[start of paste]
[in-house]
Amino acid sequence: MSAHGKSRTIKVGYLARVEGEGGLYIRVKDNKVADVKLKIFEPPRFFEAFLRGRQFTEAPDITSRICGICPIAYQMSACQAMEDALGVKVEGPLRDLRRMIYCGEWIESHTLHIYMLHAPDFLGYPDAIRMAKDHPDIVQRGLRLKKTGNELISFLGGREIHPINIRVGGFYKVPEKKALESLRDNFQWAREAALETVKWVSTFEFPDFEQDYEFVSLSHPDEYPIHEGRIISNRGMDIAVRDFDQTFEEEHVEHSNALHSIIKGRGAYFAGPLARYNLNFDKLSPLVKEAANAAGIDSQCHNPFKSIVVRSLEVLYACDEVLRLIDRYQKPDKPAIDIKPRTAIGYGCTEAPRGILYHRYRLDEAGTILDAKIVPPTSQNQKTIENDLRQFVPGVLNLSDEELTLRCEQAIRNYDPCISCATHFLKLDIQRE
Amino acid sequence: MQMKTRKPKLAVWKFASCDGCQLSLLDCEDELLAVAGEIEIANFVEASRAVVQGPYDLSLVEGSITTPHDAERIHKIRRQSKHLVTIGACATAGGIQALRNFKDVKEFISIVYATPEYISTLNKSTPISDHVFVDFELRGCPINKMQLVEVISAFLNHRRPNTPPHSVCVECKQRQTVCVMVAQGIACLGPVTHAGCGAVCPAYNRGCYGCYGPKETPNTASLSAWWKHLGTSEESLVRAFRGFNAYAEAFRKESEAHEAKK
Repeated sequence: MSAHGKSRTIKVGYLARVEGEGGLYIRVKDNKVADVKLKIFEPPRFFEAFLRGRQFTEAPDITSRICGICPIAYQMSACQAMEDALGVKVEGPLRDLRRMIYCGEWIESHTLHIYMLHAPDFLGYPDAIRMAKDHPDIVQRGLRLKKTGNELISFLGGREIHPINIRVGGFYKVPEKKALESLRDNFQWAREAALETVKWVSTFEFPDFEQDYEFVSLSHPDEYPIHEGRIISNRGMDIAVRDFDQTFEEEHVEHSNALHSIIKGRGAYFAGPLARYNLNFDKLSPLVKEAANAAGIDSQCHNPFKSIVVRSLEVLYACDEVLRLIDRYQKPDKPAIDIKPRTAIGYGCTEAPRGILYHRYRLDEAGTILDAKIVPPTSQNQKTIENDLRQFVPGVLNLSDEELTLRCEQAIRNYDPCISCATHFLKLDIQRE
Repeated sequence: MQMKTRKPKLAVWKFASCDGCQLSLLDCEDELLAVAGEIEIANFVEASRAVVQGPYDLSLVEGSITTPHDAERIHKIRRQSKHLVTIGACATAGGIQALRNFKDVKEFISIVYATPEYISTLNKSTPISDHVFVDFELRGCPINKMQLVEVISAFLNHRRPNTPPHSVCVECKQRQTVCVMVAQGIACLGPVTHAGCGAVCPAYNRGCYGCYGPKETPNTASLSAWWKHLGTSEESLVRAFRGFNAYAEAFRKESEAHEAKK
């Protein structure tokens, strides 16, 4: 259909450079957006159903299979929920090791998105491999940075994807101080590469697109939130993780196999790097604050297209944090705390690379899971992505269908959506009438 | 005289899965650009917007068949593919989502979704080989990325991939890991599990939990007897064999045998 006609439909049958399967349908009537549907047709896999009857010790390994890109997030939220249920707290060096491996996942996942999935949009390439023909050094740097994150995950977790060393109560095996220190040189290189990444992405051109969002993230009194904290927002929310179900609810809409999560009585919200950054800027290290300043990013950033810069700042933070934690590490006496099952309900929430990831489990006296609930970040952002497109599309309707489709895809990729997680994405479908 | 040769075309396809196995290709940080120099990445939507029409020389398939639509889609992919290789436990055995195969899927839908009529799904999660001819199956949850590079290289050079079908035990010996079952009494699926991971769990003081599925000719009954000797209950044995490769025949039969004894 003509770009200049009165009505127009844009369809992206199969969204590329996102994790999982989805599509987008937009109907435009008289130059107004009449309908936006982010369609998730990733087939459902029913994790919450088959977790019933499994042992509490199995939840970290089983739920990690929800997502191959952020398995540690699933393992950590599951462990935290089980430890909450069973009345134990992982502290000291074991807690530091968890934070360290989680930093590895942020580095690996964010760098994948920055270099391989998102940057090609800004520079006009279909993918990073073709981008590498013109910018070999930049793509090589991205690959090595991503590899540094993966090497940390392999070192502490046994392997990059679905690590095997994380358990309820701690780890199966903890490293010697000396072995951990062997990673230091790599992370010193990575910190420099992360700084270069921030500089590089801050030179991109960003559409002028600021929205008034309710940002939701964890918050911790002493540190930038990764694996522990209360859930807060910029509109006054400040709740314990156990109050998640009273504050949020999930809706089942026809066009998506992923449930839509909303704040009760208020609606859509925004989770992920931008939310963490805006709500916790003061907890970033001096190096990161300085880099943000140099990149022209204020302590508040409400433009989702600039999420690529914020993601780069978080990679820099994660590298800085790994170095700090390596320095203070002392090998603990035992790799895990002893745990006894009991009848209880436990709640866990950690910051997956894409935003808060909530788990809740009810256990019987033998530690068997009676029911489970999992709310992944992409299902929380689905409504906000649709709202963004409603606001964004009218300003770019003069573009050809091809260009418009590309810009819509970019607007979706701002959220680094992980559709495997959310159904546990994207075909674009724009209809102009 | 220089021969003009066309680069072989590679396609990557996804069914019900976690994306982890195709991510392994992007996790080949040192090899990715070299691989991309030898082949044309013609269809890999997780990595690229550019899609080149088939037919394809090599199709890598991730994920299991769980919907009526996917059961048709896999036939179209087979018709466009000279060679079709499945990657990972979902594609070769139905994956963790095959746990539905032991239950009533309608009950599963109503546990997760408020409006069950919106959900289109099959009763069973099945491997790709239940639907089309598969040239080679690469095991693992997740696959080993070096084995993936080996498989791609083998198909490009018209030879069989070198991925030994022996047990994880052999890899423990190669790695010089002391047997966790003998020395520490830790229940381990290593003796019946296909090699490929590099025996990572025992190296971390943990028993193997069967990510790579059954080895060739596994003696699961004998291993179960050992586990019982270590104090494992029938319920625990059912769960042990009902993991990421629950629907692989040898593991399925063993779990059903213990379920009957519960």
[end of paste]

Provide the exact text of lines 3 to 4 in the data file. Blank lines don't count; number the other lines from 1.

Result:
Amino acid sequence: MQMKTRKPKLAVWKFASCDGCQLSLLDCEDELLAVAGEIEIANFVEASRAVVQGPYDLSLVEGSITTPHDAERIHKIRRQSKHLVTIGACATAGGIQALRNFKDVKEFISIVYATPEYISTLNKSTPISDHVFVDFELRGCPINKMQLVEVISAFLNHRRPNTPPHSVCVECKQRQTVCVMVAQGIACLGPVTHAGCGAVCPAYNRGCYGCYGPKETPNTASLSAWWKHLGTSEESLVRAFRGFNAYAEAFRKESEAHEAKK
Repeated sequence: MSAHGKSRTIKVGYLARVEGEGGLYIRVKDNKVADVKLKIFEPPRFFEAFLRGRQFTEAPDITSRICGICPIAYQMSACQAMEDALGVKVEGPLRDLRRMIYCGEWIESHTLHIYMLHAPDFLGYPDAIRMAKDHPDIVQRGLRLKKTGNELISFLGGREIHPINIRVGGFYKVPEKKALESLRDNFQWAREAALETVKWVSTFEFPDFEQDYEFVSLSHPDEYPIHEGRIISNRGMDIAVRDFDQTFEEEHVEHSNALHSIIKGRGAYFAGPLARYNLNFDKLSPLVKEAANAAGIDSQCHNPFKSIVVRSLEVLYACDEVLRLIDRYQKPDKPAIDIKPRTAIGYGCTEAPRGILYHRYRLDEAGTILDAKIVPPTSQNQKTIENDLRQFVPGVLNLSDEELTLRCEQAIRNYDPCISCATHFLKLDIQRE